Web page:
Lethbridge Herald, The (Newspaper) - October 31, 1972, Lethbridge, Alberta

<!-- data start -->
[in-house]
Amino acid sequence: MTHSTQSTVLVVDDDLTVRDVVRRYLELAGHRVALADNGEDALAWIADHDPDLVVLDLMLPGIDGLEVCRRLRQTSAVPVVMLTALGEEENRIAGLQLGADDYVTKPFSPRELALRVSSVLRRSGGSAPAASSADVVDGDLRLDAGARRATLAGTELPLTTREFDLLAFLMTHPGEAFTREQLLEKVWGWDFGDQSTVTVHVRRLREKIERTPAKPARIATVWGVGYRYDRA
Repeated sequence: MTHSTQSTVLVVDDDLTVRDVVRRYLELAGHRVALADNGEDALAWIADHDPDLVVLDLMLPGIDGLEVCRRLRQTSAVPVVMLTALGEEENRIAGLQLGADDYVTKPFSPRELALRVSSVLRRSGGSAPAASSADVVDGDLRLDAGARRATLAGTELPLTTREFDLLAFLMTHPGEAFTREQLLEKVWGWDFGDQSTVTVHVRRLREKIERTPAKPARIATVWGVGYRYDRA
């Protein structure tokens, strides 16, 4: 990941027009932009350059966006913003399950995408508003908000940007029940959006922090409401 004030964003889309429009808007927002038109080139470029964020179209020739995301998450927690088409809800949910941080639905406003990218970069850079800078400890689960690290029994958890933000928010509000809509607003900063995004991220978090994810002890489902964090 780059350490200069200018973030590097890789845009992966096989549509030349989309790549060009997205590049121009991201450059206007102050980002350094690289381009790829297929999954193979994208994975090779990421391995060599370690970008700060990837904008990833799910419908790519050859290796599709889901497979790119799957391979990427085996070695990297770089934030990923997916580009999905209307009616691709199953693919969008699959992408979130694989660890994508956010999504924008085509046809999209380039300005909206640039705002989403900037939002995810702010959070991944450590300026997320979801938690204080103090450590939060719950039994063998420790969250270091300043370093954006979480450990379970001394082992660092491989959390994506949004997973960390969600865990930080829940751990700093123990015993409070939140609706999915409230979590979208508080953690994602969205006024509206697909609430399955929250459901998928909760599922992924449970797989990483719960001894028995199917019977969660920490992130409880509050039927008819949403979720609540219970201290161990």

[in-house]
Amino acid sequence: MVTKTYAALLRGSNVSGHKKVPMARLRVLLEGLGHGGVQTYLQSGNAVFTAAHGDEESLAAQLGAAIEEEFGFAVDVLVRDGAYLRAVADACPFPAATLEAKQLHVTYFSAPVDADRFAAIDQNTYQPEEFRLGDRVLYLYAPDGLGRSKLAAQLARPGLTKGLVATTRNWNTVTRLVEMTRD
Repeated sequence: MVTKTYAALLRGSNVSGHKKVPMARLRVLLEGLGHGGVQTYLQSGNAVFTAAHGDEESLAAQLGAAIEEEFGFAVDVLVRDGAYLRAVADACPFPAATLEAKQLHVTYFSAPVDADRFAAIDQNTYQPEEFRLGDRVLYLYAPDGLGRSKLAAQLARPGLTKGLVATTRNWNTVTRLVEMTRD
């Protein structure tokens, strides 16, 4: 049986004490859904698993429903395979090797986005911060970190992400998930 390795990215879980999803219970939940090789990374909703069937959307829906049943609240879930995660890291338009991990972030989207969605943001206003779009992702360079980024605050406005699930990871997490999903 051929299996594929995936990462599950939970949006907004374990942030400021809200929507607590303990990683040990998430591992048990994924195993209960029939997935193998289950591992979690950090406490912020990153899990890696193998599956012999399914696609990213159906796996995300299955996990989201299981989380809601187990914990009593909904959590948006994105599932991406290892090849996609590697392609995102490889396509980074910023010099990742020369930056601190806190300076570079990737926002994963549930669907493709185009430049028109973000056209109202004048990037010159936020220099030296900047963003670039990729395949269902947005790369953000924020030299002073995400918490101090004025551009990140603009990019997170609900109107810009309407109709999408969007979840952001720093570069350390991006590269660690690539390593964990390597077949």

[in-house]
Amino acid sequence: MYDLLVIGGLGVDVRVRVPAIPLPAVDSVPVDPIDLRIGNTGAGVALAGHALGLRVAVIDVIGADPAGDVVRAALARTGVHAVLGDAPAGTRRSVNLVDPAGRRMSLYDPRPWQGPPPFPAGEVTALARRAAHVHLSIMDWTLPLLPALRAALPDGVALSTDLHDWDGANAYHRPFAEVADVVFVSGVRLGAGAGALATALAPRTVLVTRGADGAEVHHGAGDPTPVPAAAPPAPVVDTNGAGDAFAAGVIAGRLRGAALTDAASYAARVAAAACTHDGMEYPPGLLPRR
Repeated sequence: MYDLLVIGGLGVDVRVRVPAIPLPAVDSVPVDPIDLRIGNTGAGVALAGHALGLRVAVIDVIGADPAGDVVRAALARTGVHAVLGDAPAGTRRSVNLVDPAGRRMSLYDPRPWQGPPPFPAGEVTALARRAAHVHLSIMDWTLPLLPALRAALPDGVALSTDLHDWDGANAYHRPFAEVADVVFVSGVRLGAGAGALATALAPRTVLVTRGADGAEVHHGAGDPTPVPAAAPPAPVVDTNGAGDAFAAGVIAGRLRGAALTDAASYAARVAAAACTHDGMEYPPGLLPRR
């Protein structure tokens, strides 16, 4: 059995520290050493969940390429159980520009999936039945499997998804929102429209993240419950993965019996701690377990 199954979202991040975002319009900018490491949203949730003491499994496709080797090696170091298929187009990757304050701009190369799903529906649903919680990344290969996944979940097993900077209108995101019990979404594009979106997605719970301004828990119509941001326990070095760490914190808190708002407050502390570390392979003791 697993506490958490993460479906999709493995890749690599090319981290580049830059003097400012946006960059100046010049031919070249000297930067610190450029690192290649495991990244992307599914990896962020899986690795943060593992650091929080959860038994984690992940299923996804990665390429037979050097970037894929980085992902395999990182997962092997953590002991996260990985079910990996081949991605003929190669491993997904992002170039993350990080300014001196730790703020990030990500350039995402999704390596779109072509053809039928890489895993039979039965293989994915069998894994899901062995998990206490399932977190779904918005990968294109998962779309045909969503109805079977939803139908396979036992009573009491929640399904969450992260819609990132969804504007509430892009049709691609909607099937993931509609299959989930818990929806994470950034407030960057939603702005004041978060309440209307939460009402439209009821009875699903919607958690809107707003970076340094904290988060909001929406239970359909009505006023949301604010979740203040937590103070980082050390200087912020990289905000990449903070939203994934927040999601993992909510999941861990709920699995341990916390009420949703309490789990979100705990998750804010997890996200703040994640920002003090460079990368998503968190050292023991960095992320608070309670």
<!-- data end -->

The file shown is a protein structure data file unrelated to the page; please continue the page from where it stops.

16 THE IETHBRIDGE HERAID Tueiday, Otlobor 3t, K7I-------------------------------------------------------- Halloween meant many By MAIM.ENE COOKSHAW llrraltl Staff Writer Oct. Dl. A special day now as it has been throughout history. The day on which millions of youngsters celebrate Hal- loween, the festival honoring witches, hobgoblins and every- thing spooky, lias, it seems, al- ways had some special signifi- cance. To various cultures and at various times throughout his- tory it bus been a day of cele- brations to some it was a day for human sacrifice, to others a day of luck, and others still, tax collection day. Oct. 31 had its beginning as a special day during the glory of the Roman empire as a festival honoring Pomena, the Roman goddess of gardens. The Romans considered it lucky to carry a pumpkin with them on this day, pumpkin being the favorite fruit of the goddess. The Celtic people mourned on Oct. 31. honoring the death of Lawyers fail to show The trial for a Taller firm charged with remaining open contrary to the town's closing bylaws was adjourned Monday for one week when lawyers for the store and the town failed to appear in Lethbridge provin cial judge's court. The trial, which began a Taber Oct. 23, had been adjourn ed for one week by Judge L W. Hudson to allow both sides time to present further argu ments. The remaining open charg< is the third of its kind to be laid against the Taber 5-een to SI Store Ltd. this year. The two previous charge, were each dismissed after onl; one appearance in provincia judge's court. In setting the new court dat for the completion of the tria Judge L. W. Hudson suggeste to those in the court room tha "it would be well for both coun sels to appear next time." summer in a festival named Samhain. In both Celtic and Anglo- Saxon times, the date marked the eve of a new year, cele- brated witli a lire festival. All citizens were required to put out their hearth fires aud re- kindle them from a sacred fire lit in the centre of the village lror thus privilege, a tax was collected. The eve of the new yeai marked (tie return of herds from pasture, the renewal of laws and the practice of divina- tion (foretelling the future) and its association with the dead, whose souls were reputed to re- visit their homes on this day. VROWUXG DEMONS Since November liters in the irkest and most barren half the year, tnc festival ac- lired sinister significance, )th ghosts, witches, goblins, iries ar.d demons of all kinds n the prowl. Fire rites, divinations, funer- ry practices and masquerades common in an attempt protect crops and herds from le strong demonic influences, races of a human sacrificial te have survived in Scotland nd Wales. EVIL In various parts of Britain -lalloween was thought to be he most favorable time for in oking the help of the devil in etermining the future pros- pects of marriage, luck, health nd death. Tlie children's games of bob- ing for apples began when pples were presumed to be a acred symbol. Anyone who sue ceded in extracting the appls with his mouth would see a re lection oi Ms future spous coking over liis left shoulder SAINTS' DAY Christianity gave Hallowee: s name when Nov. 1 came t celebrated as All Saints Day in 835 A.D. This made Oc 31 "All Hallow's Eve in hono of "hallowed" or holy saints This became shortened to Ha" lowe'en, and later Halloween. Immigrants to the United States, primarily the Irish, in- troduced: secular Halloween costumes that became popular in tlie hie 19th century. Miscliict making by young people often caused severe nnd expensive damage, and the cus- tom of detnundmi; "trick or trvat'' gradually developed. Tile treat has now become expected and the trick is rarely played, although seme vandalism is ex- pected The jack-o-ianicrn bad its be- ginnings in Scotland where a hollowed-out turnip was carved] a demonic expression, with a lighted candle inside to frighten evil spirits. The native pumpkin was sub- stituted when bo- came popular in Ncrth Amer- ica. The name jnck-o-lanlcrn has several origins. In parts of 13ri- toin, it was the nickname for a night watchman. Ireland, the name came from tlie will-o-thc-wisp, a ghostly flame that dots the area at night in damp, marshy places. People believed that evil spirits made the will-o-the- svisp to lure victims towards them. Tile Irish name for the phos- phorescent gas ij Jack tiie said, was the spirit cf a miser who was denied room in lio'Ji Heaven and Hell, and had to walk the cnrlh, lantern in his hand, until the end cf the world. Today, Halloween has lie- conic a disorganized combina- tion of old legends and prac- tices, and while r.dults profess that lite holiday is now strictly for children, they generally The vvill-o-tiic-wisp, (hey lir.ve as much fun as anyone. County groups to advise govt. Three county committees to local municipal member. 100 Copies S3.30 plui tax Instant Print Copy 7269 Third Ave. S letnbridg Smulders heads poultry group Ed Smulders has been elect- ed president of the Southern Alberta Poultry Council for 1972, succeeding Ralph Effler. Ray Bullock was named vice- president with Kay Mercer sec- retary-treasurer. The board of directors fc- the council include Cornelius Vant Land, Bert Donkersgoed, Peter Wiebe, Dick Sabey, Albert Kolk, Arie Visser, Dick Clemis and Art Layfield. advise provincial and federal governments on agricultural de- velopment problems have been formed in southern Alberta. Named to the County of Leth- bridge committee are Doug Miller and Buck Spencer of Nobleford as farm members and Harold Haney of Picture Butto as non-farm member. J. W. Murray of Lethbridge :s the For County of Warner, John Moreland of AVrentham and Dale McKenzic of Warner ara f a r m members, Halph Mill- hacm of Wanicr_Lhe non-farm member and E. F. Pittman of Milk River local municipal member. Named lo (he County of Forty Mile committee arc Merle Col- lins of Etvfikom and B. Gogolin- ski of Orion as farm members, M. J. Simpson of Bow Island as non-farm member and W. G. McFall as local municipal member. AIMS In all three committees, there is representation from the Farm Credit Corporation, the Alberta department of agricul-- ture and the Alberta depart- ment of lands and forests. The function of the committee will he to advise government matters pertaining to the Small Farms Development Pro- gram, agricultural credit, pub- lic land disposition and rural development. Th3 non government mem- bers will serve a three-year' Attempted murder trial ordered Gerard Bjerke of Lethbridge was committed to sUmd trial Monday on a charge of at- tempted murder following a preliminary hearing b e fore Provincial Judge Skip Mac- Donald. Following his com mitt al to trial Mr. Bjerke was released on cash tmnd. The hearing started term re-appointment will with a successful me lion by defence counsel Terry Huzil to prohibit publication of the pro- Witnesses during the prelim- inary hearing included K local doctor, three police officers and a passerby who had been in the vicinity of the alleged in- cident at the time it Mras be- lieved to have happened. The a 11 e m p ted murder charge agauist Mr. Bjerke re- sulted after Helen Iledgrove, also of Lethhridge, was wound- ed in the leg Oct. 15 by a close range blast from a shotgun. he reviewed. All ccmnvtlees were appoint-. ed in consultation with the Can- ada dX'partmert of agric ,'turc. r oreigii influence' av This Wnllboard .s completely fmhbed. No WITCH witch has moved ahead with the times. A pot and a stove, however old they may be, still surpass the ancient method of fire and cauldron. As far what's cooking, that's a secret till tonight. Or maybe she let Canada have a tasls of her sorcery a day have occasionally upset the history of naticns in thejjast. Happy Halloween. Rick Ervin Photo From beauty The first witch came out of j .strange combination of early ;ligious celebrations and an nreqnited love. In ancient Celtic times, Oct. 1 was thought to have a mys- significance, and on this ay evil spirits and demons ad unrestricted power over 1 the inhabitants of earth. One of the festival's rituals ncluded the lighting of bonfires mown as beltane fires to rep- esent the Dnidical worship of he sun god. Whoever received he charcoal blackened bit of cake cooked at the fire became 'the beltane a term of great reproach. About the time of the annual celebration, a Druid priest was deep depression because his romantic advances townnl a beautiful Celtic girl had been continually refused. She was a girl who "plaguec (he hearts of many young men" and refused- to choose from her suitors, treating them with the same frusfrating in difference. The enraged priest matters so that at the annua Vigil oE Saman, she was select ed the beltane carline. Cursed at the vigil, she wa ordered lo leave the society o humans forever. She stood between the tw res and laughed her defiance, ut as the evil incantations ere flung at her, she reached ysteria and broke into the ackle of an old woman, Her h eauty gave way to wijkled skin and a shrunken ody. Her hair turned white and er robe black, and a dog that ,lone had dared to Approach ier turned into an evil-eyed cat. While the terror stricken crowd stared, Saniaii the Lori of Death appeared, and hand ed her a long black stick. Shi straddled the stick, rising in tha air, circled the fir seven limes disappcarin. into the uigiit. Her annual visits on Hallo- ween night are her sole returns lo the human realm. Work starts on new apartment Work has started on a 12- uite bachelor apartment build- nsr at 2127 Palm Road, east of College Mall. A building permit was ssued to Holger Frandsen De- velopments Monday at city The building, which could be he first of several in the area, s scheduled for completion in Minority government or not, the Committee for an Indepen- dent Canada is upset at the po IS tic al pa ilies avoided j the "foreign influence" ques- JOTI during the campaign (rail. Bob Tarleck, Lethbridge CIC chairman, offered a taste of wh at any rulin g government will get he took a last minute sUb at the Trudeau government for its treatment on the white paper on foreign investment in Canada. The CIC, a stauch non-politi- cal nation wide organization dedicated to the restoration of the economy into Canadian h ands, wi 11 be pressing its case most energeticaJly to the next government of Canada." Mr. Tarleck during a post- election interview said Liberal .larch. Each suite will have a two- led sleeping area partitioned "rom the living room. Suites vill have a floor area of 450 ;quare feet and will be air con- ditioned. The partly furnished apart- ments will rent for between and per month plus electricity. election reversals were the re- sult of poor economic strategy. Four killed A single car mishap shortly alter 6 p.m. Monday resulted in the death of four caltlc, about damage (o the car and no injuries (o the driver. The accident occurred on Highway 36, two miles north of Wrentham, when Coutts collided with a herd of cows as they were crossing tho road. Two of the cattle were killed instantly and two had to be shot by the RCMP when they arrived at the accident scene. Loan okayed for Magrath sewage plant Magrath has been awarded a federal government lo an for for the construction of a sewage treatment plant. Bud Ol5on, federal minister of agriculture, in making the announcement, said the work will include construction of out- fall sewage lines, a tank in- stallation of aerobic equipment in a lagcon to help break down sewage. He said money spent for work ,I 1 completed before March, 1975 allowed a 25 per cent forgiveness grant. Also, 25 per cent of the interest of the loan will be forgiven to the date of completion of the project. The amount of forgiveness is about Magrath firm receives grant Tanner Building Supplies of Magrath has been awarded a regional economic incentive grant for Federal Agriculture Minister find Olson said (lie industrial incentive grant help in the capital expenditure [or expansion lo the sash and door factory in the town. He said tiierc will be 43 per- sons employed during peak sea- sons and 30 during slack sea- sons. READ THOSE SIGNS A driver about lo enler a o comptele stop, al the marked stop lino if them highway marked by a yield sign need nd slop, but must al ihe intersection. This picture is iho 14th published in yield tho right of way to all Irafflc en ihe high-way. A conjunction with Ihe 1972 safe driving campagn sponsor- driver faced a Stop sign must bring his vehicle to cd by the Lethridge city police.